The six-star 350-guest Radisson Diamond offers the ultimate in luxury afloat. Accommodating guests in spacious ocean-view staterooms (70% with balconies), the twin-hulled vessel features one of the highest space-to-guest ratios of any cruise ship in her class, open single-seating dining, alternative Northern Italian dining by reservation, and many other luxuries. They are owned by Carlson Hospitality Worldwide, one of the largest hospitality service companies in existence.

Cunard's line of luxury liners offers several Panama Canal possibilities. The Royal Viking Sun offers two transits on its 122-day "Grand Circle Pacific & Orient Odyssey," as well as a crossing during a 21-day cruise over the millennium. The Vistafjord offers a "Panama Sunset" from Miami to San Diego on January 4th and a "Panama Sunrise" in reverse direction on March 16th. The legendary QE2 features a 12-day New York-Miami cruise, with a partial transit of the Canal and stops in Miami (on the way), Nassau, Aruba, Cartagena, and St. Thomas.

Sister company Seabourn Cruise Line also features a number of special Canal opportunities. The Seabourn Legend features "Grand Panama Canal" 23-day cruises between Fort Lauderdale and Los Angeles November 1st and November 24th (reverse direction), with an incredible array of stops (can take 16 or seven day segments). In addition, the Seabourn Pride features a 12-day transit on March 19th and a 10-day transit on March 31st, both of which feature the Panama Canal and Costa Rica.

Upscale cruisers in search of something truly unique should seriously consider Windstar Cruises. Known for its luxury cruise experience, superb cuisine, spa and watersports programs, unique worldwide destinations, and casual ambiance and attire, Windstar operates three 148-passenger ships (Wind Star, Wind Song, and Wind Spirit), as well as the 312-passenger Wind Surf, all which are masted sail cruisers. Windstar is offering 14-day Panama Canal transits from Costa Rica to Barbados on May 2nd and a return trip on October 24th, with a wide variety of interesting stops at smaller ports. It's a unique way to see the Canal and the rest of this fascinating area.

Interliners looking for a truly unique adventure in and around the Panama Canal should definitely consider Temptress Adventure Cruises. Their Temptress Voyager offers a unique seven-day cruise that explores both coasts of Panama and the Canal. The recently renovated ship is just 174-feet long and accommodates a maximum of 63 people. Temptress is popular with interliners looking for a small ship and lots of cultural and environmental experiences.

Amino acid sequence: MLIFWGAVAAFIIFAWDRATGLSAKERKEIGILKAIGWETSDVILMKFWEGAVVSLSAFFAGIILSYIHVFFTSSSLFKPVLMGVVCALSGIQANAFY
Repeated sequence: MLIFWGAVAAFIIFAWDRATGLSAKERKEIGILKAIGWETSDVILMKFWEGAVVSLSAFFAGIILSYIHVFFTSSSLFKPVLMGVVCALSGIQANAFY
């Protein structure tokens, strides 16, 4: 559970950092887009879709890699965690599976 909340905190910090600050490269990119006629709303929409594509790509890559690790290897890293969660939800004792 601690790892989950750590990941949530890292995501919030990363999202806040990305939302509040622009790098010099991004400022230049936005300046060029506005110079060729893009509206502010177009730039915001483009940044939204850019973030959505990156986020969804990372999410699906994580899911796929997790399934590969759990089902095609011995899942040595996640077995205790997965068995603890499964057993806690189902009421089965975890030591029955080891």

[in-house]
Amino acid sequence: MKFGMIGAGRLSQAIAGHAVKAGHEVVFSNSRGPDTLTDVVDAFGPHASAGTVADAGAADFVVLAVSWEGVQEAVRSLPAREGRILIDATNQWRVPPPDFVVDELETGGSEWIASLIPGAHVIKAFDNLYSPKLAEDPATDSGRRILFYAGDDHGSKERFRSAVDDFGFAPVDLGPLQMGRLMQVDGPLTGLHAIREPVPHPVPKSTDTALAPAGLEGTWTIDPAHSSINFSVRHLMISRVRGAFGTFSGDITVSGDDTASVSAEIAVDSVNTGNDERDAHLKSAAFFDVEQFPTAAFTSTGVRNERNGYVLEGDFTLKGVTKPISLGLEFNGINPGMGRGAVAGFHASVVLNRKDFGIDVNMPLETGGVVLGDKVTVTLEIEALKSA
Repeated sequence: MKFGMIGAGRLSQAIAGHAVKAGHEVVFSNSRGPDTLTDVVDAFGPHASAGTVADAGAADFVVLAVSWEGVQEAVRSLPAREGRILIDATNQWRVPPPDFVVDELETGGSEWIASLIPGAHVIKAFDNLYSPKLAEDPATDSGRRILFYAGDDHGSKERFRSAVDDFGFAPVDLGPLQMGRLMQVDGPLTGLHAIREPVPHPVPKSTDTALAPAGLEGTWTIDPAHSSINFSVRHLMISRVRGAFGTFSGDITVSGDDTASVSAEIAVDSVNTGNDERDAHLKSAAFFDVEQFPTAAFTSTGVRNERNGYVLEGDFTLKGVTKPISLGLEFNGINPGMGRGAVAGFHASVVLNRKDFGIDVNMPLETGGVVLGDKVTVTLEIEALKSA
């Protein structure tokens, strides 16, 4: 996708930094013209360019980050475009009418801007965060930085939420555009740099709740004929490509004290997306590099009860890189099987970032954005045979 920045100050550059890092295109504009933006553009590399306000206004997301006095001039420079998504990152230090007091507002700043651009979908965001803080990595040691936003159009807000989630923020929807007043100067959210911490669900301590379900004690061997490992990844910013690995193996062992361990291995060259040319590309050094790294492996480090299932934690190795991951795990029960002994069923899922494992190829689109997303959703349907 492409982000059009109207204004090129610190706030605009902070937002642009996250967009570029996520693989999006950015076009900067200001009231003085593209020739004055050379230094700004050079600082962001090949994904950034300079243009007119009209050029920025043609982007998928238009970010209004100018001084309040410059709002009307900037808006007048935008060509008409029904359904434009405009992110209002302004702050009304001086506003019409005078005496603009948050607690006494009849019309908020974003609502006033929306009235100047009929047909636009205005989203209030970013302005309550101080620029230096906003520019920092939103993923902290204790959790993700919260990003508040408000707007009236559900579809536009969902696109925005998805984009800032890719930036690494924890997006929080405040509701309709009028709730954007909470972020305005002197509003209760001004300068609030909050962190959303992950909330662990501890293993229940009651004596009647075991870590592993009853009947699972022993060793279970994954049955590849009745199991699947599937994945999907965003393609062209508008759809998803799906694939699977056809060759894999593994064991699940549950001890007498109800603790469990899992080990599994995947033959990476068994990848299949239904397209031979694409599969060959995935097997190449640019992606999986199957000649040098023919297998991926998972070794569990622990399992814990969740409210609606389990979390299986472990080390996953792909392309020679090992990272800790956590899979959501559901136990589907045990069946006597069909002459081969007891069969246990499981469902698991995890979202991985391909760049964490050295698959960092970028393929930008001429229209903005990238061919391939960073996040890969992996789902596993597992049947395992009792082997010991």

Thus, from the major presence of Princess to the popular presence of Temptress and others, the Panama Canal will be hot in 1999. There's never been a better time for a cruise there.



--The average toll (based on space) for a ship to pass through the canal is $32,000. The lowest toll paid was by athlete Richard Haliburton--it cost him 36 cents to swim through the canal in 1928.

--Each lock is 1,000 feet long and 110 feet wide. To pass through the canal, a ship can be no larger than 965 feet long and 106 feet wide. The lock gates are seven feet thick.

--Once a ship moves into the Gatun Locks, the outer gates are closed and it is raised 85 feet in a series of three lock steps before entering Gatun Lake. After passage through the lake, the ship travels through the famed Gaillard Cut, cruising between towering cliffs of rock, earth, and tropical jungle.

--Work to widen the entire canal to accommodate two-way traffic at all times, begun in 1992, is expected to take 20 years.

--Building the Canal required 101 steam shovels, 369 locomotives, 6,163 railroad cars, 26 earth spreaders, 20 dredges, 533 drills, and 51 cranes. At its peak in 1913, an army of 43,000 worked on the Canal. It cost the U.S. $352 million to build, coming in $23 million under budget when it opened August 15, 1914.

--Mountains of earth were taken away during the 10 years that it took to build the canal. Engineers originally thought that they would need to remove 95 million cubic yards of earth, but the final total came to more than 210 million cubic yards. If that material were put on a train of flat cars, it would circle the earth four times.

--It takes 8,000 workers to run and maintain the Canal today.

--Panama's reclining "S" shape means that the Atlantic end is actually 27 miles west of the Pacific end. Because of this, the sun rises from the Pacific and sets in the Atlantic on the Panama Canal.